Residents rush to get vaccinations
With more than double the number of COVID-19 cases in the past 38 days than the same period a year ago, demand for COVID-19 vaccinations in Marion County has increased.
The business of giving vaccines used to be slow, but more than three times as many people now are coming to the health department to roll up their sleeves to do battle against the virus.
“In the beginning of July, we were only giving about 20 COVID vaccinations per week. Now it is not unusual to give 25 to 32 vaccinations three days a week,” health department director Diedre Serene said.
Increased demand could be connected to a steep uptick in the number of COVID diagnoses among county residents.
From July 18 to Aug. 20, 57 county residents were diagnosed with COVID. During the same span in 2020, 25 were diagnosed.
As of Monday afternoon, the county had 27 active cases of COVID, with none hospitalized. A week ago, there were 16 active cases with none hospitalized.
The state health department has confirmed nine alpha variant and three delta variant cases in the county. The department tests only some positive results to see whether they are variants.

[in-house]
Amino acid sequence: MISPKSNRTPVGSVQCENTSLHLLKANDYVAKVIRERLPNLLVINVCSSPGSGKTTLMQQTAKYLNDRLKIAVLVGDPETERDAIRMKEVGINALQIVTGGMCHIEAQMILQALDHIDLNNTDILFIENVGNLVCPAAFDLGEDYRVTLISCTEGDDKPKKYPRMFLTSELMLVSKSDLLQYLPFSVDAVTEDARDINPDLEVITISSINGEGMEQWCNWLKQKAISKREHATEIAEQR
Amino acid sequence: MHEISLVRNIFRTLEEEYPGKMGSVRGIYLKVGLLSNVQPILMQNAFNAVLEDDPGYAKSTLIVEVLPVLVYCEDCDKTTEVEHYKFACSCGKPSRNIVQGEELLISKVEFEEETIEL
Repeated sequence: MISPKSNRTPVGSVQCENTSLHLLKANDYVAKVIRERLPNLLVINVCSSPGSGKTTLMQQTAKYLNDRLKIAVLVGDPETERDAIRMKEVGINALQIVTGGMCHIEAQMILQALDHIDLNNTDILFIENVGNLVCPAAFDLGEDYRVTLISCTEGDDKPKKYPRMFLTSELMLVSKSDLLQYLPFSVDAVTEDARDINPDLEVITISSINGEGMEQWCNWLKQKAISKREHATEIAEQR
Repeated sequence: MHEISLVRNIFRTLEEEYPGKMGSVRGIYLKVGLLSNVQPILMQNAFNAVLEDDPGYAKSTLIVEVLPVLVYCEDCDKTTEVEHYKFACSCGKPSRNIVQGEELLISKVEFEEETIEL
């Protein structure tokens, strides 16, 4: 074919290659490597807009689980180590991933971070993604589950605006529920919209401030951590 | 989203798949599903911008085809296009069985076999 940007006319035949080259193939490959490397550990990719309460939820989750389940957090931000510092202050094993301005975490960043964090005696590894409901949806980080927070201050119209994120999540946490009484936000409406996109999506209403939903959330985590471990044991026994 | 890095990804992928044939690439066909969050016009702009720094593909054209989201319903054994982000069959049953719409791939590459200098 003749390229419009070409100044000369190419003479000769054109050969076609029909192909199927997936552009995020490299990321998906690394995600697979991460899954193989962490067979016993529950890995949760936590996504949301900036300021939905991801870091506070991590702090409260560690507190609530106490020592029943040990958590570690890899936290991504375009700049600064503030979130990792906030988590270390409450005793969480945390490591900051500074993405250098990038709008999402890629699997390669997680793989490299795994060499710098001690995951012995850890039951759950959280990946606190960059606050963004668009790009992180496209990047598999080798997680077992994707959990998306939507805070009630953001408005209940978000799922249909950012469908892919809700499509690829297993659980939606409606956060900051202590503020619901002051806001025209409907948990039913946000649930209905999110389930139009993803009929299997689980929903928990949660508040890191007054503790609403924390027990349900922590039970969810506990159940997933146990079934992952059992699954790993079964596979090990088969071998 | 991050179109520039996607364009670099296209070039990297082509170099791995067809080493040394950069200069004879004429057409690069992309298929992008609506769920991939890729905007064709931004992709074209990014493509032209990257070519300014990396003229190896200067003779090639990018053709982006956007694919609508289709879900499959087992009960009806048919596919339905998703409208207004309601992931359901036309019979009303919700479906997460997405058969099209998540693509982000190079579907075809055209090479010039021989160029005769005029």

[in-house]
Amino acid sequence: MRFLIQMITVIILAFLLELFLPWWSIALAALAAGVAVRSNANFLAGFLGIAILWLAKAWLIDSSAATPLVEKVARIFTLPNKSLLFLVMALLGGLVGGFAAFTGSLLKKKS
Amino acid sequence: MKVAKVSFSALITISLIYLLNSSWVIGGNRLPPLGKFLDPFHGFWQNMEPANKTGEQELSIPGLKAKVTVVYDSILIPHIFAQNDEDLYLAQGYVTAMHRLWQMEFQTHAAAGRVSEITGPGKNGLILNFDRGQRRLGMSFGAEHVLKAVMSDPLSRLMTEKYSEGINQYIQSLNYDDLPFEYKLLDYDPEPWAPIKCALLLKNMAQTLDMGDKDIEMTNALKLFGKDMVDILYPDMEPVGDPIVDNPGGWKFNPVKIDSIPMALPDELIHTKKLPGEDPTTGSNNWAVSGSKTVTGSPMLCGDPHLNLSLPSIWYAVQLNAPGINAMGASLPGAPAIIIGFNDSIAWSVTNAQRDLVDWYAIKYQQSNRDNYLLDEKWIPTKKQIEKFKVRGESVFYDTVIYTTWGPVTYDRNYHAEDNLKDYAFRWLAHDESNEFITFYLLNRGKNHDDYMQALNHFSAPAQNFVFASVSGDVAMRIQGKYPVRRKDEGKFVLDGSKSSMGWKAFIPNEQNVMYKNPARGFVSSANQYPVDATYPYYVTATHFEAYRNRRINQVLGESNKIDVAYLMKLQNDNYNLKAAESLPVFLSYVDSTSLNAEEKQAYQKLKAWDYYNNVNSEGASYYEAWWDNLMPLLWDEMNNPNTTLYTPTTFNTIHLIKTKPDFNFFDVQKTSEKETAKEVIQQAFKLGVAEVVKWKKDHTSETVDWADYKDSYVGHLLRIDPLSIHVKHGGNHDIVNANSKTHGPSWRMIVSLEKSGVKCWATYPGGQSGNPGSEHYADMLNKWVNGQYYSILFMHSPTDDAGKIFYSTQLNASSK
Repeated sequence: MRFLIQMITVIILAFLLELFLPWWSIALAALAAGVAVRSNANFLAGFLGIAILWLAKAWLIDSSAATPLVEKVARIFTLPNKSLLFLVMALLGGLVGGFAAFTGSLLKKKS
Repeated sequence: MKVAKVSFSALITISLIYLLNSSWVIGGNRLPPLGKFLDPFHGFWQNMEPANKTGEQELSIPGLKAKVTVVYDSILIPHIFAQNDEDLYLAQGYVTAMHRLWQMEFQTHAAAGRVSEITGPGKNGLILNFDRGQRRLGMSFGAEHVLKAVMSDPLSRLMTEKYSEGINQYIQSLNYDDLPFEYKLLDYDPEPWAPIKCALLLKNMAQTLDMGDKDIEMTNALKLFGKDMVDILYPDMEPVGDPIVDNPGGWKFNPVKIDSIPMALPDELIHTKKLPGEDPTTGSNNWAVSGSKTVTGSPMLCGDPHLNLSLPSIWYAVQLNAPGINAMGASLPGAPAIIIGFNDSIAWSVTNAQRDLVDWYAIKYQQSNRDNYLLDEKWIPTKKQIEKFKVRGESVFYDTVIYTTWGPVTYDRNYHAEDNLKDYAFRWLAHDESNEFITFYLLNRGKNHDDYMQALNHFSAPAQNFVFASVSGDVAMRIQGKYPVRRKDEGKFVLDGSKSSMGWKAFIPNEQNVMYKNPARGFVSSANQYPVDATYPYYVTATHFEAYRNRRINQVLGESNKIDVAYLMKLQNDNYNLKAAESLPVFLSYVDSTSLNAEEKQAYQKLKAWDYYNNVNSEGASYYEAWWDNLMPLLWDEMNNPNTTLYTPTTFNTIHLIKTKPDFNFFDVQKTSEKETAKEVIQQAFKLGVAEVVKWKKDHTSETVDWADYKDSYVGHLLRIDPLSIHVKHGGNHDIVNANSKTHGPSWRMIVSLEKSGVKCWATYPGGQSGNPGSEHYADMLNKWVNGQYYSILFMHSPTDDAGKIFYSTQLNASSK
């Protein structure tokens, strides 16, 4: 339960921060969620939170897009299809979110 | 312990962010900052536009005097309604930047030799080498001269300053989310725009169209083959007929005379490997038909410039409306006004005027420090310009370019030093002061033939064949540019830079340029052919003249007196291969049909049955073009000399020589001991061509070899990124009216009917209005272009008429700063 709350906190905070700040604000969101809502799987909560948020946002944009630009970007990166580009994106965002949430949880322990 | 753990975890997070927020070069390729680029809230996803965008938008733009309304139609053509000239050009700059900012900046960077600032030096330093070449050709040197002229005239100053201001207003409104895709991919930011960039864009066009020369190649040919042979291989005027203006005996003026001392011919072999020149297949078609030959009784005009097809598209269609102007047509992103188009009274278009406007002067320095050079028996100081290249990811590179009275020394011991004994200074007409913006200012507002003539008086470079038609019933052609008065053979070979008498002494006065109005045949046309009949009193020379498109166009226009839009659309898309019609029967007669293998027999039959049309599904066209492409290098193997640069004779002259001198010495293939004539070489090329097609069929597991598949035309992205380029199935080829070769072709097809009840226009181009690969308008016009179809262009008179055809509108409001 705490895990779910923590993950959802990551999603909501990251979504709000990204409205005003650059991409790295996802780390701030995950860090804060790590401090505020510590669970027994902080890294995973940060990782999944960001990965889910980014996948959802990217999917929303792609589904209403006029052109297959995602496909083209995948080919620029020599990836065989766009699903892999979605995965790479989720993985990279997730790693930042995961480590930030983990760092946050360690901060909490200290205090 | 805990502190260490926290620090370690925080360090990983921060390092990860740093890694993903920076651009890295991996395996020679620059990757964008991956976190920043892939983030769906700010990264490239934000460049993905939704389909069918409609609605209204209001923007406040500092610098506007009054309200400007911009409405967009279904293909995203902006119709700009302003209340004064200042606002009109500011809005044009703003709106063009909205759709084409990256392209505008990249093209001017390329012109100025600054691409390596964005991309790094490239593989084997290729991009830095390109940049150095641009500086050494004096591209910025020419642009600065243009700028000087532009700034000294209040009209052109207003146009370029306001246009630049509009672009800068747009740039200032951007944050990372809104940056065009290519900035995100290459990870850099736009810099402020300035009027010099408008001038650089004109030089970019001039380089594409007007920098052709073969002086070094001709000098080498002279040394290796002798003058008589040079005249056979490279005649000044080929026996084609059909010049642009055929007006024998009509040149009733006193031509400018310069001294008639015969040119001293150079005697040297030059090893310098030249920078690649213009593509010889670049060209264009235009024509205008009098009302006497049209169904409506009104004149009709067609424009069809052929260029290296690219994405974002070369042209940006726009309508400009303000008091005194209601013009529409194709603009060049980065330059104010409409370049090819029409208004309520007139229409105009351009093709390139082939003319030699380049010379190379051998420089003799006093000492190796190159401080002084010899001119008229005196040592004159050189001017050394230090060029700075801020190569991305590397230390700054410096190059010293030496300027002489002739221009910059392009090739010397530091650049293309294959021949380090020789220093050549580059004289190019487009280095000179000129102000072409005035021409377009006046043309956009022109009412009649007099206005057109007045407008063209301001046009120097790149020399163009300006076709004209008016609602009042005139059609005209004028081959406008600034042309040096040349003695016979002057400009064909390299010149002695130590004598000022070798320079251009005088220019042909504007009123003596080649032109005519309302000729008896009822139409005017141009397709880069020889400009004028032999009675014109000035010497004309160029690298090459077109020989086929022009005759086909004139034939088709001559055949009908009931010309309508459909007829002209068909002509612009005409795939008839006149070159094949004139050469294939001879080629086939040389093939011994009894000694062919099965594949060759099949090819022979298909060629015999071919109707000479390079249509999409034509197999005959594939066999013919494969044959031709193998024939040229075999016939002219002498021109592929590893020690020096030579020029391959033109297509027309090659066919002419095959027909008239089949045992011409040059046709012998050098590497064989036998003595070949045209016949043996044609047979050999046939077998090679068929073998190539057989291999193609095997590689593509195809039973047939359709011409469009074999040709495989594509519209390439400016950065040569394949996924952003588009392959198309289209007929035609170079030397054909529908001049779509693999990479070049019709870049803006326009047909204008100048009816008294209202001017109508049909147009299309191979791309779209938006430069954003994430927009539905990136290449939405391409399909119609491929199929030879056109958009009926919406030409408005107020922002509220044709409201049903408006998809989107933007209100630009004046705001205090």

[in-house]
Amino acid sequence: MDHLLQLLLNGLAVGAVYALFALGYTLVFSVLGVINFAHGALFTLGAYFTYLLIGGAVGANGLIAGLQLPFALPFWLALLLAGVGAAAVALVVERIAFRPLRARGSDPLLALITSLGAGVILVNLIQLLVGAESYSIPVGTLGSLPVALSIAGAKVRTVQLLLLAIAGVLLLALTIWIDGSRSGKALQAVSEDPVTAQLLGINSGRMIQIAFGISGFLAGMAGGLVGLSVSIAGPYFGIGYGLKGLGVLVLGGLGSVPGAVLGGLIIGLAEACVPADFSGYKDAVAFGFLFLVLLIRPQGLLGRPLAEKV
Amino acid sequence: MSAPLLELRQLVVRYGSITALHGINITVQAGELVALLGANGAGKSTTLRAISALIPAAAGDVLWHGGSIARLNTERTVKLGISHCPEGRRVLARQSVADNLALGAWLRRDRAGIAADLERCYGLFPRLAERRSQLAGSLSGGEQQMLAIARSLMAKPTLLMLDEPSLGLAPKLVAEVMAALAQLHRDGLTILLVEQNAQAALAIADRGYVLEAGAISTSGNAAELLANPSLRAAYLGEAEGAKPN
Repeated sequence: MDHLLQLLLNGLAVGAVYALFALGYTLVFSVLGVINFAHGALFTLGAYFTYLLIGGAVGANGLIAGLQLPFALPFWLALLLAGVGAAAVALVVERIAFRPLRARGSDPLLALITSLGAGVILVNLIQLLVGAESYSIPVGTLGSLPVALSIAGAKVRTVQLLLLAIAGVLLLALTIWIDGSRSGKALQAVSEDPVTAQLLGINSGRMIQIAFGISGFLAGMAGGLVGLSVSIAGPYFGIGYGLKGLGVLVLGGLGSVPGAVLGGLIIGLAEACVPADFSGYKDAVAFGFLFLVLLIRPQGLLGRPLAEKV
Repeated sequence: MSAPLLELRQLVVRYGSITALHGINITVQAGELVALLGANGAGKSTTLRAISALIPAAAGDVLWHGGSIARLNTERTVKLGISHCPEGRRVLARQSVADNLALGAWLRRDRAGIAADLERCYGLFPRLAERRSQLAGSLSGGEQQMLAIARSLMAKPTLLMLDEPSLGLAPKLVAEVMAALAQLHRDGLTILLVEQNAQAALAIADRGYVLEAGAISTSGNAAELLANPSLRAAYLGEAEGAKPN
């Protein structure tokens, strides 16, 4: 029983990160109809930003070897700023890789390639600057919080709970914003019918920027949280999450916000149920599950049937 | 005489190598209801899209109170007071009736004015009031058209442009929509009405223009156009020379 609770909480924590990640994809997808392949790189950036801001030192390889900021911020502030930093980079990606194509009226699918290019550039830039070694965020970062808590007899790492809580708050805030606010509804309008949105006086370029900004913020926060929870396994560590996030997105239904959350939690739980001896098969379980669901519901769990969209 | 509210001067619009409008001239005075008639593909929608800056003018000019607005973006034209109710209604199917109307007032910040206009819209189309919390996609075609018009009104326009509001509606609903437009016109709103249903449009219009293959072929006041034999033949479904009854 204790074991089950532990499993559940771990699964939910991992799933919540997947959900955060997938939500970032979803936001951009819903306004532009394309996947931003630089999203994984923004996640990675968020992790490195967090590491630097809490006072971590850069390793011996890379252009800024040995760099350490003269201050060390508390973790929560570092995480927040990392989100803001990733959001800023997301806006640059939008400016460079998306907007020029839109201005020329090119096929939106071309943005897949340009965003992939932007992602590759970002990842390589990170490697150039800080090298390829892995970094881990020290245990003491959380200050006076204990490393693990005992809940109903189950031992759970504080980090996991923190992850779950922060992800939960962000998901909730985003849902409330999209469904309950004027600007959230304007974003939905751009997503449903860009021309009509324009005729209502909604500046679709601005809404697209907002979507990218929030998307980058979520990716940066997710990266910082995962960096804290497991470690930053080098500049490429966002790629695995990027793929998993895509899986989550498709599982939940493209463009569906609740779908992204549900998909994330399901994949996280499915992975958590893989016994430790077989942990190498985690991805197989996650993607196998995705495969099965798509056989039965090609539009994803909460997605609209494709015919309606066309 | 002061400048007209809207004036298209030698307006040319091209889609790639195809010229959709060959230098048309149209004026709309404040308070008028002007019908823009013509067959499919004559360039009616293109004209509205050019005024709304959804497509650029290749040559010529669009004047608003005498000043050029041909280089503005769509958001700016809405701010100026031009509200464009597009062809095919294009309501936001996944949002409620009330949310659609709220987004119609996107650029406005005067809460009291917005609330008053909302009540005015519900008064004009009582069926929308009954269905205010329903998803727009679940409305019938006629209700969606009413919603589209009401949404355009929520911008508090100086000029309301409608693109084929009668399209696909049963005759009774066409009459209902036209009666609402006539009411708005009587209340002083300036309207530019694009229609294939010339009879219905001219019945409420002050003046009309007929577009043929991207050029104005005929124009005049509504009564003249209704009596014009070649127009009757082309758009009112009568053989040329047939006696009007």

According to the state, the vast majority of new cases in Kansas are the delta variant.
Although Serene said the rising number of cases eventually would hit a peak and then decline, she has no guess when that will happen.
“More than likely it’s delta that’s tracking around,” Serene said. “Delta is far more contagious. With delta, one person typically infects five people.”
She continues to encourage people to get vaccinated.
“Obviously, if more people were vaccinated, it would help,” she said. “Unvaccinated people are more likely to go to the hospital.”
The county’s vaccination rate still lags behind statewide vaccination rates. Kansas Department of Health and Environment numbers show that 4,611, or 39%, of county residents have completed vaccinations. Statewide, 44.5% of Kansans have been completed vaccination.
Last modified Aug. 25, 2021